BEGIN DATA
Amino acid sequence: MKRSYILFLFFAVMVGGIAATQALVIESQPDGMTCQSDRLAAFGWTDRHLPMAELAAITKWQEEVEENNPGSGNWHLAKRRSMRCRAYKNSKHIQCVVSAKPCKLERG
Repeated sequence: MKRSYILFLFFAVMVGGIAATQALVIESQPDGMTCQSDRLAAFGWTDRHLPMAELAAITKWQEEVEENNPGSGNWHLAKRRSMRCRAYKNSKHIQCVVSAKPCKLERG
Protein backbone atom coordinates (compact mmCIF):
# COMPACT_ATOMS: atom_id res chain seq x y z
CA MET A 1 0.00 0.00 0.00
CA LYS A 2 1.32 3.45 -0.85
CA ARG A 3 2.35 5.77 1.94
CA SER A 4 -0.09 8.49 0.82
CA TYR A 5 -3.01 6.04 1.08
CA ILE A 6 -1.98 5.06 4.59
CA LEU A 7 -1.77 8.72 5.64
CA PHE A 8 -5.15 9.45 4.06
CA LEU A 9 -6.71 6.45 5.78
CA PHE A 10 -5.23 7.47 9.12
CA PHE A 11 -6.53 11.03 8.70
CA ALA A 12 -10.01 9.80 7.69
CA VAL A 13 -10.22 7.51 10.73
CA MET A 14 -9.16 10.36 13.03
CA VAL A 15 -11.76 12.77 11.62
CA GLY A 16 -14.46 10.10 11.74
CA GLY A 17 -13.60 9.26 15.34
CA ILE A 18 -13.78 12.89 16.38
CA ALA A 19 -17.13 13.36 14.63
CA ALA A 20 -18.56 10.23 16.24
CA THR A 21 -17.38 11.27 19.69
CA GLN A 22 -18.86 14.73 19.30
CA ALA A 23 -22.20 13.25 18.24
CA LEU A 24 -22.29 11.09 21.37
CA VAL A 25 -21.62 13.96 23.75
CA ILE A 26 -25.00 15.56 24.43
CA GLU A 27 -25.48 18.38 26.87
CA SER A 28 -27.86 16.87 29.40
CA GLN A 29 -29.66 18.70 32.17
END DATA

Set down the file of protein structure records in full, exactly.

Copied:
Amino acid sequence: MKRSYILFLFFAVMVGGIAATQALVIESQPDGMTCQSDRLAAFGWTDRHLPMAELAAITKWQEEVEENNPGSGNWHLAKRRSMRCRAYKNSKHIQCVVSAKPCKLERG
Repeated sequence: MKRSYILFLFFAVMVGGIAATQALVIESQPDGMTCQSDRLAAFGWTDRHLPMAELAAITKWQEEVEENNPGSGNWHLAKRRSMRCRAYKNSKHIQCVVSAKPCKLERG
Protein backbone atom coordinates (compact mmCIF):
# COMPACT_ATOMS: atom_id res chain seq x y z
CA MET A 1 0.00 0.00 0.00
CA LYS A 2 1.32 3.45 -0.85
CA ARG A 3 2.35 5.77 1.94
CA SER A 4 -0.09 8.49 0.82
CA TYR A 5 -3.01 6.04 1.08
CA ILE A 6 -1.98 5.06 4.59
CA LEU A 7 -1.77 8.72 5.64
CA PHE A 8 -5.15 9.45 4.06
CA LEU A 9 -6.71 6.45 5.78
CA PHE A 10 -5.23 7.47 9.12
CA PHE A 11 -6.53 11.03 8.70
CA ALA A 12 -10.01 9.80 7.69
CA VAL A 13 -10.22 7.51 10.73
CA MET A 14 -9.16 10.36 13.03
CA VAL A 15 -11.76 12.77 11.62
CA GLY A 16 -14.46 10.10 11.74
CA GLY A 17 -13.60 9.26 15.34
CA ILE A 18 -13.78 12.89 16.38
CA ALA A 19 -17.13 13.36 14.63
CA ALA A 20 -18.56 10.23 16.24
CA THR A 21 -17.38 11.27 19.69
CA GLN A 22 -18.86 14.73 19.30
CA ALA A 23 -22.20 13.25 18.24
CA LEU A 24 -22.29 11.09 21.37
CA VAL A 25 -21.62 13.96 23.75
CA ILE A 26 -25.00 15.56 24.43
CA GLU A 27 -25.48 18.38 26.87
CA SER A 28 -27.86 16.87 29.40
CA GLN A 29 -29.66 18.70 32.17